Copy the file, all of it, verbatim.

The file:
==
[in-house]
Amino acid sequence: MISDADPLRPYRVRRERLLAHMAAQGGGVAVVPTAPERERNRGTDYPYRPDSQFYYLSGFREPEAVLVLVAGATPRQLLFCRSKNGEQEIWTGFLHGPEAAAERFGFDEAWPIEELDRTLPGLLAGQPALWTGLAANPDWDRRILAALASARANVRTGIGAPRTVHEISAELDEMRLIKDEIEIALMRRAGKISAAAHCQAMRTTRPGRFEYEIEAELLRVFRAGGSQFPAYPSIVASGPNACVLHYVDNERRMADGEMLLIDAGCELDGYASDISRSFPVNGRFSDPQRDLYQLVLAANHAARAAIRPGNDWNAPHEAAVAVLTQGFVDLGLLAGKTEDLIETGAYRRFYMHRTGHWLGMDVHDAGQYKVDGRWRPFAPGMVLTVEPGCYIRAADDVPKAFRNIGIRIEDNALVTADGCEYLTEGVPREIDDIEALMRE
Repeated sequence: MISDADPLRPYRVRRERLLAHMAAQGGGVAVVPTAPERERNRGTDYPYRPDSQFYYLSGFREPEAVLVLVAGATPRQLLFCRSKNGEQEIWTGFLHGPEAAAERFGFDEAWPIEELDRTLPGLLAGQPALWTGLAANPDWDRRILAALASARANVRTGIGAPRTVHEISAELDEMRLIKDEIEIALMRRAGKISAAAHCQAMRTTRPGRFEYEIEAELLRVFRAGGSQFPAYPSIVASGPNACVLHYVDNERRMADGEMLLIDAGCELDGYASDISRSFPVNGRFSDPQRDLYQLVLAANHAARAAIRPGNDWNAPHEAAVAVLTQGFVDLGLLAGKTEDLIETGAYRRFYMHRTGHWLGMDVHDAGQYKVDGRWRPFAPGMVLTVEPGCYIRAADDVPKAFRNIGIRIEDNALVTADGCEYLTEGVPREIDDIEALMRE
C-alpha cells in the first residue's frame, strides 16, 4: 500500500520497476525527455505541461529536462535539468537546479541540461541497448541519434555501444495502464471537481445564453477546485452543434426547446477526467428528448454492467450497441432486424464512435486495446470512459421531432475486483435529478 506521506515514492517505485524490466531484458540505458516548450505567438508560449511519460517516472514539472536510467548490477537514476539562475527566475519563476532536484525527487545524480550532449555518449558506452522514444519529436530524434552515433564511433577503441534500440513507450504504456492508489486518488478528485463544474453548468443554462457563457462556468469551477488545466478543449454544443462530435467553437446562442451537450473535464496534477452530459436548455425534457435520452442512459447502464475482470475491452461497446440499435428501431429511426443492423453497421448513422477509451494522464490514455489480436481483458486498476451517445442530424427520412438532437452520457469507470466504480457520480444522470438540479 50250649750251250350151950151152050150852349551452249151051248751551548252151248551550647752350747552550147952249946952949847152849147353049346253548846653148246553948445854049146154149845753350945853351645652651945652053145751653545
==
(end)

[in-house]
Amino acid sequence: MISDADPLRPYRVRRERLLAHMAAQGGGVAVVPTAPERERNRGTDYPYRPDSQFYYLSGFREPEAVLVLVAGATPRQLLFCRSKNGEQEIWTGFLHGPEAAAERFGFDEAWPIEELDRTLPGLLAGQPALWTGLAANPDWDRRILAALASARANVRTGIGAPRTVHEISAELDEMRLIKDEIEIALMRRAGKISAAAHCQAMRTTRPGRFEYEIEAELLRVFRAGGSQFPAYPSIVASGPNACVLHYVDNERRMADGEMLLIDAGCELDGYASDISRSFPVNGRFSDPQRDLYQLVLAANHAARAAIRPGNDWNAPHEAAVAVLTQGFVDLGLLAGKTEDLIETGAYRRFYMHRTGHWLGMDVHDAGQYKVDGRWRPFAPGMVLTVEPGCYIRAADDVPKAFRNIGIRIEDNALVTADGCEYLTEGVPREIDDIEALMRE
Repeated sequence: MISDADPLRPYRVRRERLLAHMAAQGGGVAVVPTAPERERNRGTDYPYRPDSQFYYLSGFREPEAVLVLVAGATPRQLLFCRSKNGEQEIWTGFLHGPEAAAERFGFDEAWPIEELDRTLPGLLAGQPALWTGLAANPDWDRRILAALASARANVRTGIGAPRTVHEISAELDEMRLIKDEIEIALMRRAGKISAAAHCQAMRTTRPGRFEYEIEAELLRVFRAGGSQFPAYPSIVASGPNACVLHYVDNERRMADGEMLLIDAGCELDGYASDISRSFPVNGRFSDPQRDLYQLVLAANHAARAAIRPGNDWNAPHEAAVAVLTQGFVDLGLLAGKTEDLIETGAYRRFYMHRTGHWLGMDVHDAGQYKVDGRWRPFAPGMVLTVEPGCYIRAADDVPKAFRNIGIRIEDNALVTADGCEYLTEGVPREIDDIEALMRE
C-alpha cells in the first residue's frame, strides 16, 4: 500500500520497476525527455505541461529536462535539468537546479541540461541497448541519434555501444495502464471537481445564453477546485452543434426547446477526467428528448454492467450497441432486424464512435486495446470512459421531432475486483435529478 506521506515514492517505485524490466531484458540505458516548450505567438508560449511519460517516472514539472536510467548490477537514476539562475527566475519563476532536484525527487545524480550532449555518449558506452522514444519529436530524434552515433564511433577503441534500440513507450504504456492508489486518488478528485463544474453548468443554462457563457462556468469551477488545466478543449454544443462530435467553437446562442451537450473535464496534477452530459436548455425534457435520452442512459447502464475482470475491452461497446440499435428501431429511426443492423453497421448513422477509451494522464490514455489480436481483458486498476451517445442530424427520412438532437452520457469507470466504480457520480444522470438540479 50250649750251250350151950151152050150852349551452249151051248751551548252151248551550647752350747552550147952249946952949847152849147353049346253548846653148246553948445854049146154149845753350945853351645652651945652053145751653545